It was unclear how serious Trump was, particularly given that years earlier he had denounced Snowden as a spy deserving of execution.
But Trump’s distrust of his own intelligence community has been a staple of his tenure, particularly because of its conclusion that Russia intervened in the 2016 presidential election on his behalf, and he has at times bemoaned the broad surveillance powers that the intelligence agencies have at their disposal.
Any effort to pardon Snowden would unquestionably infuriate senior intelligence officials, who say his disclosures caused extraordinary damage and will have repercussions for years to come.
In a memoir published last year, Snowden wrote that his seven years working for the NSA and CIA led him to conclude that the US intelligence community had “hacked the Constitution” and put everyone’s liberty at risk and that he had no choice but to turn to journalists to reveal it to the world.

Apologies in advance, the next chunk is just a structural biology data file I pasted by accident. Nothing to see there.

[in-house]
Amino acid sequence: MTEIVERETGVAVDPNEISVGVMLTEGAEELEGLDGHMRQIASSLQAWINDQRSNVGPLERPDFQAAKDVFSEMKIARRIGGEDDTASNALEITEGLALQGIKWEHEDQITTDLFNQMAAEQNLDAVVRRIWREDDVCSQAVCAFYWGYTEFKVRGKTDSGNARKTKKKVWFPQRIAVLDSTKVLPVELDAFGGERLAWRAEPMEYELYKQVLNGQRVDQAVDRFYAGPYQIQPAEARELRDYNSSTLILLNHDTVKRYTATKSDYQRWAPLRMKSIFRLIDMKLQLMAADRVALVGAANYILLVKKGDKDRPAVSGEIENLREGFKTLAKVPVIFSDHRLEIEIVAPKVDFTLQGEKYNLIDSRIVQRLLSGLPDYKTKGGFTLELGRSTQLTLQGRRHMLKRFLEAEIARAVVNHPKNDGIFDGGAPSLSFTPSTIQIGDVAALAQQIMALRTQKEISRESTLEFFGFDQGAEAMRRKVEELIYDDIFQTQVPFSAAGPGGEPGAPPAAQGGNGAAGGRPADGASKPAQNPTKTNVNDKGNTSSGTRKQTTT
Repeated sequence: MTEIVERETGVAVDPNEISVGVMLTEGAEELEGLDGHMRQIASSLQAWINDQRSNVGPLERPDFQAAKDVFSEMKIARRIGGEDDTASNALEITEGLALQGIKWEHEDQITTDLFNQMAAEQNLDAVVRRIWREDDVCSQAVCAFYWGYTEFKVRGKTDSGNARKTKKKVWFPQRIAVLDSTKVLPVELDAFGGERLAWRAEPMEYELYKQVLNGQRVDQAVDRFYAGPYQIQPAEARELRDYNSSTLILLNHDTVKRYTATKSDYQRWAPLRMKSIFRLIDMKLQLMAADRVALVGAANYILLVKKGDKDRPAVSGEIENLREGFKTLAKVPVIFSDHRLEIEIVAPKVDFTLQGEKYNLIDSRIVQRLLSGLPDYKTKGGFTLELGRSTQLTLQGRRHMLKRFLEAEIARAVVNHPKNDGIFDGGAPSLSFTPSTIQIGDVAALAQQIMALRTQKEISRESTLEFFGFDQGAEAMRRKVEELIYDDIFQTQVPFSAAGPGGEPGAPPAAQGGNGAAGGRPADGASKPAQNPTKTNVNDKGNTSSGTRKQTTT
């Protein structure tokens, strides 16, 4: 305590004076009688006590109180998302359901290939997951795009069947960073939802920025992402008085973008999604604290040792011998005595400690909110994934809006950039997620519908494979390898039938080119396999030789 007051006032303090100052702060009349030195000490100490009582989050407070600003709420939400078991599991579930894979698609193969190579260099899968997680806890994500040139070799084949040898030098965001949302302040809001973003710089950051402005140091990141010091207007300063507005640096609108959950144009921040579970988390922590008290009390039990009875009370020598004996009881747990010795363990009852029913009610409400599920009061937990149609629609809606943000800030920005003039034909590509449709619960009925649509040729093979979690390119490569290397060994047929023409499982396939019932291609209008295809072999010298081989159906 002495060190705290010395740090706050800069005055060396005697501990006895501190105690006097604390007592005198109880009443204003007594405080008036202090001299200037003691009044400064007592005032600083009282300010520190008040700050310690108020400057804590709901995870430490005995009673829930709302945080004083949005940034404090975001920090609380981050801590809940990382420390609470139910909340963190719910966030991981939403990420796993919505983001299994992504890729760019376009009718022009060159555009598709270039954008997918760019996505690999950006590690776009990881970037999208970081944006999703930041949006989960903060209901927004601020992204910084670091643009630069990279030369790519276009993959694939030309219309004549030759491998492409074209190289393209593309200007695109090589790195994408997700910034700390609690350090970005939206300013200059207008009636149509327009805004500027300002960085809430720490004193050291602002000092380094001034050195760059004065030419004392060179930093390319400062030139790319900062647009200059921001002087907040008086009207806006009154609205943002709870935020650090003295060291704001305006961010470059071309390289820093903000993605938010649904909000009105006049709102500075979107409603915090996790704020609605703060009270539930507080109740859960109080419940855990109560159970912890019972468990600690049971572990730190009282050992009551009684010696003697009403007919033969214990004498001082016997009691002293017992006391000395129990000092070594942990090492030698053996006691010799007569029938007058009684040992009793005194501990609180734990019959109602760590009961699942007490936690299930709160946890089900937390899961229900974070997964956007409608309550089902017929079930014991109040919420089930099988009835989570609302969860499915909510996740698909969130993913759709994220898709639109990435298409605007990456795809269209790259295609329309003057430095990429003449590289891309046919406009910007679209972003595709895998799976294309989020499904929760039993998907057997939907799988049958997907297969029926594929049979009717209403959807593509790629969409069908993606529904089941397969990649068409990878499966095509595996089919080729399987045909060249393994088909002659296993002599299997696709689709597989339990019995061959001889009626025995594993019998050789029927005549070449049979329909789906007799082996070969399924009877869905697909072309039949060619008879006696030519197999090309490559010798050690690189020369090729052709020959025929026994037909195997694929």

“I realized that I was crazy to have imagined that the Supreme Court, or Congress, or President Obama, seeking to distance his administration from President George W. Bush’s, would ever hold the IC legally responsible — for anything,” he wrote, using an abbreviation for the intelligence community.
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